Keith Laybourn
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The decline of greyhound racing in Britain, 1961–2017
in Going to the dogs
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Greyhound racing in Britain declined rapidly from the late 1940s onwards from about 200 tracks and more than thirty million attendances to about twenty-five licensed Greyhound Board of Great Britain (GBGB) tracks and two million attendances by 2017. The main reason for this is the discriminatory taxes imposed upon greyhound tracks that led to betting moving to the off-course bookmakers, which were not faced with such taxes. As a result greyhound tracks closed and those that remained became increasingly drawn into the business of streaming their races into Licensed Betting Offices and into the hands of the large bookmaking organisations. These organisations have taken over the industry and faced with competition from other forms of gambling activities have, often with property companies, closed down tracks that have proved to be uneconomic and built housing where they once stood. In recent years the sport has also had to deal with the controversial issue of cruelty to greyhounds, which has resulted in the issue of the GBGB Greyhound Commitment on 14 March 2018. Faced with this situation, greyhound racing would appear to be marking time and never has this looked to be the case more than when the Wimbledon tracks closed on 25 March 2017.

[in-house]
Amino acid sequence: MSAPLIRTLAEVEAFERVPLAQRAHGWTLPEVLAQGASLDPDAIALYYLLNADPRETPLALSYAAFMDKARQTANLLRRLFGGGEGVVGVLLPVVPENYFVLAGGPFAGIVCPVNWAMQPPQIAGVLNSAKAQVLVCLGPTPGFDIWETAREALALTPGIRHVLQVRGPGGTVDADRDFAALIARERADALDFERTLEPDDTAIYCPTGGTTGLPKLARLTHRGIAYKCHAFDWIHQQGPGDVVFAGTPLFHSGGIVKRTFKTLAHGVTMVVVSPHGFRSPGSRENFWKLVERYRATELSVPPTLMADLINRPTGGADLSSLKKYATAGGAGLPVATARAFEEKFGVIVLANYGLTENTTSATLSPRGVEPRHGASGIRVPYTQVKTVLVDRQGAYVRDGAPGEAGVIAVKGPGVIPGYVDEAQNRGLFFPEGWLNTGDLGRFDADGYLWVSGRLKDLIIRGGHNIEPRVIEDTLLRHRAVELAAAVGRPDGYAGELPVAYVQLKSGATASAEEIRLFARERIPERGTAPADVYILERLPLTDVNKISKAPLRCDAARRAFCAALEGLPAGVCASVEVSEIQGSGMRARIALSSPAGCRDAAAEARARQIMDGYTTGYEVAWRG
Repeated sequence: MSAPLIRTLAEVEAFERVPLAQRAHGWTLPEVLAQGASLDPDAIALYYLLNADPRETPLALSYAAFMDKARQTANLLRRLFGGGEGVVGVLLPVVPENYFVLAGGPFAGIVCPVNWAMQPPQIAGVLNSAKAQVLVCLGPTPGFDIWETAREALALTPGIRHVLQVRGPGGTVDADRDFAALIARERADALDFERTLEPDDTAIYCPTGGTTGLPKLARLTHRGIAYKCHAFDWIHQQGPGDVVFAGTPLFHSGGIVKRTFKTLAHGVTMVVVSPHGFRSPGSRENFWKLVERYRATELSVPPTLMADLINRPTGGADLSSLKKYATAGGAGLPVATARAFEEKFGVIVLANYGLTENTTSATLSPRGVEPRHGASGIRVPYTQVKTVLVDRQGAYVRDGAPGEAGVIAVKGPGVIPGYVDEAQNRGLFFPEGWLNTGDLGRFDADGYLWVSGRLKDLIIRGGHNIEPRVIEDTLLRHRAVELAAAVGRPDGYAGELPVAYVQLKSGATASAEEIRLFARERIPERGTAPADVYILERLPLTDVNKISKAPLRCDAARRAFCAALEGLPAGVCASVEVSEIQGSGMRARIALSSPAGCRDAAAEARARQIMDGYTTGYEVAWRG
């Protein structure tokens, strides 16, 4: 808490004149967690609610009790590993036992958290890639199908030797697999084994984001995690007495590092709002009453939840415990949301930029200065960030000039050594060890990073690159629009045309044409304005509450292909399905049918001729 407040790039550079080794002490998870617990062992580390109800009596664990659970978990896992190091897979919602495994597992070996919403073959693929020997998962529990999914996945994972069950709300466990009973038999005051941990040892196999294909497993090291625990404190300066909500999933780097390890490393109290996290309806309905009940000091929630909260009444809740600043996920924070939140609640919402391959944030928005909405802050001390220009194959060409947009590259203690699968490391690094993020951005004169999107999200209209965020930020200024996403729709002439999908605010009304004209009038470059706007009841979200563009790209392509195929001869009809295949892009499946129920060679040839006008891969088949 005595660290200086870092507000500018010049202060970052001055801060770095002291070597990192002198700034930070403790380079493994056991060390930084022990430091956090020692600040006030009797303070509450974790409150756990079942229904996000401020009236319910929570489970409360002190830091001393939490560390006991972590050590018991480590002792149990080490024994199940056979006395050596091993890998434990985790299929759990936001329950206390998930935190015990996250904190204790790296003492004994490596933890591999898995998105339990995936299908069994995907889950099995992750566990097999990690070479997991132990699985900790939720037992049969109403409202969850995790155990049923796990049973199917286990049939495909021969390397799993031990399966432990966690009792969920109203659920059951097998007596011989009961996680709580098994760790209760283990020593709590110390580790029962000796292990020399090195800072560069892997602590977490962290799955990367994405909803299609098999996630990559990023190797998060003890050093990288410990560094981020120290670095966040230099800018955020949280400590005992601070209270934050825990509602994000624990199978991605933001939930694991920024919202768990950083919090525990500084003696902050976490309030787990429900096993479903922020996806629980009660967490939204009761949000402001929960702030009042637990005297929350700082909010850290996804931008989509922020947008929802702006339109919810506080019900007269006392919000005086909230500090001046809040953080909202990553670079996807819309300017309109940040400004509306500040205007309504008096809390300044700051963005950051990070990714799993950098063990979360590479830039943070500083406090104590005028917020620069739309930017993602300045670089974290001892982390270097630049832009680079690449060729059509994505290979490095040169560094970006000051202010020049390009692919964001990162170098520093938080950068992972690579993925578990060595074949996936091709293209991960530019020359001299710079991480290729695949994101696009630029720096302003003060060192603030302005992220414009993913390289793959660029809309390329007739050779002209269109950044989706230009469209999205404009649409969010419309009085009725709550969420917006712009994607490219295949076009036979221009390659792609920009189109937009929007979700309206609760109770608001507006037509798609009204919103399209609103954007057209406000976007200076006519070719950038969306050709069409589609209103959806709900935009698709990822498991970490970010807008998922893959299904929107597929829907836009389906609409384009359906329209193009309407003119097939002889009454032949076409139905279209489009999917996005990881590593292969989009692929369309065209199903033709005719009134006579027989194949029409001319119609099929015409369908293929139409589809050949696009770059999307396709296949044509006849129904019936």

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Going to the dogs

A history of greyhound racing in Britain, 1926–2017

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